After all that checking, does the consumer still get a clean bill of health? Compared to six months ago, we can say that credit conditions have undeniably weakened at a faster clip in certain consumer pockets. As concerns of economic recession are getting louder, household balance sheets and leverage will be important barometers to follow closely because consumer vulnerability can negatively affect financial performance of various sectors. So, while the strong labor market continues to lend support to asset quality, we believe the current conditions underscore the need for careful credit selection. The consumer still looks relatively healthy, yet we remain cautious that certain issuers with high sensitivity to consumer lending might see more headwinds in 2023.
Trading Vista: Answering the age-old questions
Jason Graveley, Senior Manager, Fixed Income Trading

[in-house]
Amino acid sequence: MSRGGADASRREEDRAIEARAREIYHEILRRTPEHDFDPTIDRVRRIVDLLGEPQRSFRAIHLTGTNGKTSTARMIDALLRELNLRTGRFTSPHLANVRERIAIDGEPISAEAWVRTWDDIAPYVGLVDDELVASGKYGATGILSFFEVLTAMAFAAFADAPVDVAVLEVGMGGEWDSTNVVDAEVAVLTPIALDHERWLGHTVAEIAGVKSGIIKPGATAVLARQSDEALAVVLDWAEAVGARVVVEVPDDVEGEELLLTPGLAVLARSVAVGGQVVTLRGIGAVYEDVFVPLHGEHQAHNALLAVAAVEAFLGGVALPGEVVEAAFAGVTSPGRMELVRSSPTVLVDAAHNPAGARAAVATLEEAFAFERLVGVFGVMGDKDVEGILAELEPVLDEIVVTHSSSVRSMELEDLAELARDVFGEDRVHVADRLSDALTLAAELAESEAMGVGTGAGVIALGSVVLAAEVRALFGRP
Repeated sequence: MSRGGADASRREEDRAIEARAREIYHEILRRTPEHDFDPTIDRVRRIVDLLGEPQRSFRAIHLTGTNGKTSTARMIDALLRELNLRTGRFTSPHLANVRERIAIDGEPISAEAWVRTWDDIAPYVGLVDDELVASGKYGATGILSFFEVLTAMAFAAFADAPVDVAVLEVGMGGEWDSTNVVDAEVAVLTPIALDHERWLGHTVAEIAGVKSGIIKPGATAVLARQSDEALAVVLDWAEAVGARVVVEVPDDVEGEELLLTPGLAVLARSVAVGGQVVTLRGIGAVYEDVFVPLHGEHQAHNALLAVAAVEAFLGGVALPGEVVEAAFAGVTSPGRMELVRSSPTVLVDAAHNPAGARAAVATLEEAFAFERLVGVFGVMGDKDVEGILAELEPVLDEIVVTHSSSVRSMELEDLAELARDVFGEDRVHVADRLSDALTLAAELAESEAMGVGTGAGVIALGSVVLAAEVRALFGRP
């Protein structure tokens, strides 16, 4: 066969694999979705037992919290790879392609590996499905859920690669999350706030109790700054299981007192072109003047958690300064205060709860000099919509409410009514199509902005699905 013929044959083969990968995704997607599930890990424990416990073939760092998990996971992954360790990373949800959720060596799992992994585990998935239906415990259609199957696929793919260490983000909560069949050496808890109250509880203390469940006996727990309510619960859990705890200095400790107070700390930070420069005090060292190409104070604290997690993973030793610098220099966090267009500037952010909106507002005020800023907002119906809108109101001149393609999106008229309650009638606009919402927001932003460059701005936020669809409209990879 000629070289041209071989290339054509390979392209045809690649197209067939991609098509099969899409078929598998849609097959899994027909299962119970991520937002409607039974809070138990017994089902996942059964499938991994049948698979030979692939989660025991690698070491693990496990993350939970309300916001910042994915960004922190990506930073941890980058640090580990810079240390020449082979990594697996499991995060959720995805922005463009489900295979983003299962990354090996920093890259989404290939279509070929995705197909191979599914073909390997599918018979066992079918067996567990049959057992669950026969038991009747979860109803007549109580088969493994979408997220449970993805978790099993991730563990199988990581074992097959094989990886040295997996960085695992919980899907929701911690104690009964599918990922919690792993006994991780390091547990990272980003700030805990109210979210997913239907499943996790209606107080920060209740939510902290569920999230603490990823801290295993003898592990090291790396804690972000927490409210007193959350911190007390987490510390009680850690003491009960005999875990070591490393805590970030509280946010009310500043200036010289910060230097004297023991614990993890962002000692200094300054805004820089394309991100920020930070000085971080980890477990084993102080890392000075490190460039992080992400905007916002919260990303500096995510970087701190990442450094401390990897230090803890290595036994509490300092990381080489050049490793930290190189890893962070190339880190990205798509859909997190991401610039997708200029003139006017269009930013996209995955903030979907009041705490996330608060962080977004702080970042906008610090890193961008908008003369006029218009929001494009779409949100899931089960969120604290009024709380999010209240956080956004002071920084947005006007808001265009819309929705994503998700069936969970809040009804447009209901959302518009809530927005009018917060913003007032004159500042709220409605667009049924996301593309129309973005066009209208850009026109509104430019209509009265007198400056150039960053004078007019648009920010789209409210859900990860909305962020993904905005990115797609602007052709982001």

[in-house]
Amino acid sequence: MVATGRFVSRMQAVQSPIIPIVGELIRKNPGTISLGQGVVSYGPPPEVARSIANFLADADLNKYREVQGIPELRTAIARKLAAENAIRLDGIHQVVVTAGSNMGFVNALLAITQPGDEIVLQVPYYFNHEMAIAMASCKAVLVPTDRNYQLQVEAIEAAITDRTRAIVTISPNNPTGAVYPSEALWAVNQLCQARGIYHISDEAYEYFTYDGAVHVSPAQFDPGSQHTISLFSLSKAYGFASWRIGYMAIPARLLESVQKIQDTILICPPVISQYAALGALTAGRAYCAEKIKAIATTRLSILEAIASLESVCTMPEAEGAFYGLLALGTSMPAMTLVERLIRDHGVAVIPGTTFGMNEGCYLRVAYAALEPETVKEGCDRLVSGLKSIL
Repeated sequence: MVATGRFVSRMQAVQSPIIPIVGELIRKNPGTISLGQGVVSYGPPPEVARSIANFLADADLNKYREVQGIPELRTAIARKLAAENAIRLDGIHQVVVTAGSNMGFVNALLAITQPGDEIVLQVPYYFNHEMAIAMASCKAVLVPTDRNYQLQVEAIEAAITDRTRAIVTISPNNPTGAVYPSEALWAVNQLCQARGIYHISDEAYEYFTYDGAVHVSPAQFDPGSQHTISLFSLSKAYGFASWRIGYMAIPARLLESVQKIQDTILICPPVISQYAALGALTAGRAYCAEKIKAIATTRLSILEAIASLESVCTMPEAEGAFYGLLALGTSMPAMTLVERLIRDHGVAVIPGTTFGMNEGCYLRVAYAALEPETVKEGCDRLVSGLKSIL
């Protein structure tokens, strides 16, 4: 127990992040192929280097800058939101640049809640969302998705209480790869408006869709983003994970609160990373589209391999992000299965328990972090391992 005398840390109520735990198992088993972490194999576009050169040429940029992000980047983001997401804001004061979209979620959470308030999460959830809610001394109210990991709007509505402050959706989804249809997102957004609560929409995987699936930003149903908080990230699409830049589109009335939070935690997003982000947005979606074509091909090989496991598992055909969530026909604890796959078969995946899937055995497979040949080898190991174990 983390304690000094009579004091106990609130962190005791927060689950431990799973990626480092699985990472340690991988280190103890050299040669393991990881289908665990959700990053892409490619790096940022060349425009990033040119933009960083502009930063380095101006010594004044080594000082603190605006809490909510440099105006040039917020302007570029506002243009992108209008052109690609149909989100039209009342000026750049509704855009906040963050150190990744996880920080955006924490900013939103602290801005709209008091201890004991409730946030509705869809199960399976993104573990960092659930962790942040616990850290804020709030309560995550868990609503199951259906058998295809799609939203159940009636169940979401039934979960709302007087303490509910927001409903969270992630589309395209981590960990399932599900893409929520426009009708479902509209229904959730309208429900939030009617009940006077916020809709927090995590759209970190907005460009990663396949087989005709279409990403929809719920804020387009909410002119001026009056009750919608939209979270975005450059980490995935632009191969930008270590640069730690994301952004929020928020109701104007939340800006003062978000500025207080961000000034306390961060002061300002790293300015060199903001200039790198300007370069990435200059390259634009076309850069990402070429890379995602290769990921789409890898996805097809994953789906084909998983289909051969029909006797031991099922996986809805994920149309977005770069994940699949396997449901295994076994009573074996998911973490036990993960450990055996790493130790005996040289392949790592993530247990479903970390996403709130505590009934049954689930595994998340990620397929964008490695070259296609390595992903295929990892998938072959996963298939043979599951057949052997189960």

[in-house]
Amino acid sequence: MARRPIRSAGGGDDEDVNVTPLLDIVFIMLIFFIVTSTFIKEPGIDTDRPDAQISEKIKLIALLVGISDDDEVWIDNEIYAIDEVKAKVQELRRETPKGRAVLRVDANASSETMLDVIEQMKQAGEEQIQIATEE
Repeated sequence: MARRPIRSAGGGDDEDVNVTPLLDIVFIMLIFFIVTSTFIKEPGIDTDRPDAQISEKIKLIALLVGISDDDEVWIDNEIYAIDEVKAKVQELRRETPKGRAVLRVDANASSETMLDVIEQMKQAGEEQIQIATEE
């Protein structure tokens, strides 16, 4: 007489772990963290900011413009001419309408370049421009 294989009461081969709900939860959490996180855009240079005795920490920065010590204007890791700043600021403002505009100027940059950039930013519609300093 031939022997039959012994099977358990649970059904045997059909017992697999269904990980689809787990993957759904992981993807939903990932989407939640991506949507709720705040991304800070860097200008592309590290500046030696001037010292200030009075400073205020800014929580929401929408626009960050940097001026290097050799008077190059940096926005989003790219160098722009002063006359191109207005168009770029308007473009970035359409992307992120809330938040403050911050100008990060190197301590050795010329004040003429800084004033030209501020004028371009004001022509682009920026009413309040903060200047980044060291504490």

As we head into year-end, the seasonality of bond flows and questions around liquidity consistently come to the forefront. This year is no different, but dialogue around the issues has been exacerbated by heightened volatility and an aggressive Fed hiking cycle. Although the pace of hikes is expected to slow as the terminal rate — considered the top end of where the market believes the Fed will end its rate hikes — approaches 5%, the timetable to get to this point has no historical comparison. The 2022 hike cycle has been the fastest on record, with the target range increasing more than 400 basis points in nine months. The 2004-2006 hiking cycle achieved a similar increase, but the decisions were spread over two years comparatively1. Navigating this aggressive rate-hike pace has left the market on its heels at times, parsing every economic data point or piece of Fed commentary to stay ahead of a pivot in the cycle. This has led to intermittent spikes in Treasury yields and bouts of volatility across fixed income markets.